Tape storage remains competitive: The new roadmap introduces LTO14. The cartridge should convince with a capacity of up to 1.4 petabytes.
According to a new roadmap, LTO14 should increase the storage capacity of a magnetic tape cartridge to 1,440 terabytes (compressed). This is a factor of 32 compared to the current LTO9 generation, which was released in September 2021 and offers 45 TB of compressed capacity. There is no information yet on the targeted data rates.
The new roadmap, backed by the technology providers HPE, IBM and Quantum, envisages doubling the capacity of the LTO/Ultrium standard with each new generation. It now extends two generations beyond the previous roadmap, which ended with 12-generation Ultrium tapes and 360TB of compressed capacity. The reason for this was the upcoming change in the magnetizable strip coating from the currently used barium ferrite (BaFe) to strontium ferrite (SrFe), which enables higher storage densities. Apparently, the prototypes of a magnetic tape coated with SrFe particles and an IBM drive developed by Fujifilm have meanwhile delivered such promising results that the technology change seems manageable. SrFe is to be used from LTO13 and already achieved an areal density of 317 Gbit/in2 (gigabit per square inch) in tests at the end of 2020; this is approximately 27 times the areal density of current commercial tape drives.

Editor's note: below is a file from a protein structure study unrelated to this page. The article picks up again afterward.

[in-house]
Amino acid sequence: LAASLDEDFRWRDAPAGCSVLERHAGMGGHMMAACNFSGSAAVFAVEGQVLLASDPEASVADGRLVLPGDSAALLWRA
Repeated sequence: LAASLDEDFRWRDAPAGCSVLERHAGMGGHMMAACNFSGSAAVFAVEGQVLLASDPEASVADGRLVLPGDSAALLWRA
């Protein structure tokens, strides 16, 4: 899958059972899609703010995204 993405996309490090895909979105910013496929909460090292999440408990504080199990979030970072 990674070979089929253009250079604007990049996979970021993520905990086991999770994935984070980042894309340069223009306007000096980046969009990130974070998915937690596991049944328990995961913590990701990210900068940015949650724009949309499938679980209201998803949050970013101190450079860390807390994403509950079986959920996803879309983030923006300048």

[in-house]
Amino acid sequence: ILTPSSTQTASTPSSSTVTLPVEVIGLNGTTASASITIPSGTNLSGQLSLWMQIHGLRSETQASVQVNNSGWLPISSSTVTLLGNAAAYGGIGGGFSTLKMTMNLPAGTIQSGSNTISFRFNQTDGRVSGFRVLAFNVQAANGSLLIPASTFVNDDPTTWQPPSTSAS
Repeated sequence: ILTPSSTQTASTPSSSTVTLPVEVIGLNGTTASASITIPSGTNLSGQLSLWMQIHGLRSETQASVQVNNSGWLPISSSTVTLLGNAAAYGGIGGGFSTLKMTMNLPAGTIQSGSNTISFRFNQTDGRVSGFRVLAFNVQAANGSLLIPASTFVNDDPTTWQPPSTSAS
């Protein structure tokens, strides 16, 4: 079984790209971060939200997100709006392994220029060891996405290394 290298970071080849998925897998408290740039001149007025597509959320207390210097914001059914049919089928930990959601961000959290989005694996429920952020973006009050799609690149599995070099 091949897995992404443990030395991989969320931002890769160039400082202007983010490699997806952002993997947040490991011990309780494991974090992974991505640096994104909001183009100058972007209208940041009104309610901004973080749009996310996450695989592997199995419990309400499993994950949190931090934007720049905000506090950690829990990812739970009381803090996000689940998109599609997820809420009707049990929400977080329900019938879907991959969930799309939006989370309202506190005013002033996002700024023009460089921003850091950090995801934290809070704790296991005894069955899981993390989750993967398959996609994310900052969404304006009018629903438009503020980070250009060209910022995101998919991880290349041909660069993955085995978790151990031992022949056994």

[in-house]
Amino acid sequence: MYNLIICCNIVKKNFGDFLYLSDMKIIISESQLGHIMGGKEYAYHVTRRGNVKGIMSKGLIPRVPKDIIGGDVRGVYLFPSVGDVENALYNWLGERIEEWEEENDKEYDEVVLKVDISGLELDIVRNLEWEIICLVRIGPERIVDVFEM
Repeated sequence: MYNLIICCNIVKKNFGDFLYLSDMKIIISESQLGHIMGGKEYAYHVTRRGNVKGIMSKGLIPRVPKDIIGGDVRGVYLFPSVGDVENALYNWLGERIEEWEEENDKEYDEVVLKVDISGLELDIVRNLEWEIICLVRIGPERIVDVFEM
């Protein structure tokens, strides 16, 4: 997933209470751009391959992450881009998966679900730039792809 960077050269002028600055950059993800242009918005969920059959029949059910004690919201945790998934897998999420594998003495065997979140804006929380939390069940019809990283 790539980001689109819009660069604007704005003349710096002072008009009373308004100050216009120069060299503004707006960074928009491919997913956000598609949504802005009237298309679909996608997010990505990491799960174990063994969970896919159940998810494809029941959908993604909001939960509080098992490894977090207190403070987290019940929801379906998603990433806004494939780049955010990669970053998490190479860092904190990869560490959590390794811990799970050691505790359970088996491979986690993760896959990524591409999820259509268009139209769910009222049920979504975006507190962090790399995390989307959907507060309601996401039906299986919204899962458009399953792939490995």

Doubts after LTO9
In addition, the LTO consortium wants to dispel any doubts that the storage capacity of magnetic tapes can keep up with disk and SSD capacities in the long term. These doubts arose when the expected LTO9 capacity was reduced from 24 TB (compressed 60 TB) to 18 TB (compressed 45 TB) in 2020 – and the question arose as to whether the previous doubling of storage capacity could be sustained with each generation.
So far, the roadmap ended with the LTO generation 12 – before the switch to the SrFe coating. With the announcement of two more generations, planning now extends to the mid-2030s. Because if the traditional interval of two to three years between generations is maintained – and if the LTO10 drive currently in development ships in 2023/2024 – then LTO14- would possibly be ten years later, i.e. in the period 2033/2034.
Goal: cheap for critical data
Sam Werner, IBM’s Vice President for Management of Storage Products, on the new roadmap: “With the specifications now defined up to the 14th generation, the LTO tape is able to support the rapid and accelerated data growth. It offers companies a sustainable, reliable and cost-effective solution to protect and store their critical business data.” He assumes a price of less than 1 US cent per gigabyte on an Ultrium9 tape.
The LTO consortium first published its LTO/Ultrium standard in 2000, at that time with a capacity of 200 GB per compressed cartridge. Two decades later, the LTO generation 9 came onto the market, which supported a compressed storage capacity of up to 45 TB and data transfer rates of up to 400 (compressed 1,000) Mbytes/second for tape drives.